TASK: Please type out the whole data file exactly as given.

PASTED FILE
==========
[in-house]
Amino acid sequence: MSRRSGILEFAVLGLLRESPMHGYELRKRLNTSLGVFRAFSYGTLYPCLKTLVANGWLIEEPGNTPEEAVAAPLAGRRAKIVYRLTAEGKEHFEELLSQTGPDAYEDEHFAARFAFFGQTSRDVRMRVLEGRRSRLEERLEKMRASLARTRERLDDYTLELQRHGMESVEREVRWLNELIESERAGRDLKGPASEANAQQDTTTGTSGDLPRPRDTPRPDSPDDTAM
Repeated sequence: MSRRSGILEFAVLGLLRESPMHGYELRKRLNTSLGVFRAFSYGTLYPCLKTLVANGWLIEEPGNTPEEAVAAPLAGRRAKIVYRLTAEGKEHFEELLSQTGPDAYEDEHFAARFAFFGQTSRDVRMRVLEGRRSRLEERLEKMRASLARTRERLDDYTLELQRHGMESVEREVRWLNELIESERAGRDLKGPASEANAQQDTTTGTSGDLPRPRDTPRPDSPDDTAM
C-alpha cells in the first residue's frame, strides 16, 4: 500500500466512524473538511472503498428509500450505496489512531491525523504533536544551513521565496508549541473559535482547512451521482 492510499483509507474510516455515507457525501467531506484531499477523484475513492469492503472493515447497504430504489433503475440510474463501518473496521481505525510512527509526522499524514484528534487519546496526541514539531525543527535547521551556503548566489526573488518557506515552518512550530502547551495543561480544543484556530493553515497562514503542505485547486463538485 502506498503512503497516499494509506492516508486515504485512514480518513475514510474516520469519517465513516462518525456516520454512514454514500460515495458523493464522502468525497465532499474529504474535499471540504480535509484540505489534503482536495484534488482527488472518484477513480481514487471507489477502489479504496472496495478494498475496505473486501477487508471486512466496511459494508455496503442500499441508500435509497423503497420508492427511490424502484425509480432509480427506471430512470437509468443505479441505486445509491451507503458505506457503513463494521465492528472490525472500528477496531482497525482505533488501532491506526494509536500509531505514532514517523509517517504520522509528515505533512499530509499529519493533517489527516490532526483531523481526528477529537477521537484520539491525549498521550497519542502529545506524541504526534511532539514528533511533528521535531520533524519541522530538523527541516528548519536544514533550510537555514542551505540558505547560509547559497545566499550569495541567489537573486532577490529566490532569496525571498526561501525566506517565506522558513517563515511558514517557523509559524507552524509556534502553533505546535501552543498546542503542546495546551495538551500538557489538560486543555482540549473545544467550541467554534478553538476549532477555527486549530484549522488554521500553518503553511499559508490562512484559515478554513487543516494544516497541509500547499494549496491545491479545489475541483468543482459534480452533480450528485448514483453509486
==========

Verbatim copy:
[in-house]
Amino acid sequence: MSRRSGILEFAVLGLLRESPMHGYELRKRLNTSLGVFRAFSYGTLYPCLKTLVANGWLIEEPGNTPEEAVAAPLAGRRAKIVYRLTAEGKEHFEELLSQTGPDAYEDEHFAARFAFFGQTSRDVRMRVLEGRRSRLEERLEKMRASLARTRERLDDYTLELQRHGMESVEREVRWLNELIESERAGRDLKGPASEANAQQDTTTGTSGDLPRPRDTPRPDSPDDTAM
Repeated sequence: MSRRSGILEFAVLGLLRESPMHGYELRKRLNTSLGVFRAFSYGTLYPCLKTLVANGWLIEEPGNTPEEAVAAPLAGRRAKIVYRLTAEGKEHFEELLSQTGPDAYEDEHFAARFAFFGQTSRDVRMRVLEGRRSRLEERLEKMRASLARTRERLDDYTLELQRHGMESVEREVRWLNELIESERAGRDLKGPASEANAQQDTTTGTSGDLPRPRDTPRPDSPDDTAM
C-alpha cells in the first residue's frame, strides 16, 4: 500500500466512524473538511472503498428509500450505496489512531491525523504533536544551513521565496508549541473559535482547512451521482 492510499483509507474510516455515507457525501467531506484531499477523484475513492469492503472493515447497504430504489433503475440510474463501518473496521481505525510512527509526522499524514484528534487519546496526541514539531525543527535547521551556503548566489526573488518557506515552518512550530502547551495543561480544543484556530493553515497562514503542505485547486463538485 502506498503512503497516499494509506492516508486515504485512514480518513475514510474516520469519517465513516462518525456516520454512514454514500460515495458523493464522502468525497465532499474529504474535499471540504480535509484540505489534503482536495484534488482527488472518484477513480481514487471507489477502489479504496472496495478494498475496505473486501477487508471486512466496511459494508455496503442500499441508500435509497423503497420508492427511490424502484425509480432509480427506471430512470437509468443505479441505486445509491451507503458505506457503513463494521465492528472490525472500528477496531482497525482505533488501532491506526494509536500509531505514532514517523509517517504520522509528515505533512499530509499529519493533517489527516490532526483531523481526528477529537477521537484520539491525549498521550497519542502529545506524541504526534511532539514528533511533528521535531520533524519541522530538523527541516528548519536544514533550510537555514542551505540558505547560509547559497545566499550569495541567489537573486532577490529566490532569496525571498526561501525566506517565506522558513517563515511558514517557523509559524507552524509556534502553533505546535501552543498546542503542546495546551495538551500538557489538560486543555482540549473545544467550541467554534478553538476549532477555527486549530484549522488554521500553518503553511499559508490562512484559515478554513487543516494544516497541509500547499494549496491545491479545489475541483468543482459534480452533480450528485448514483453509486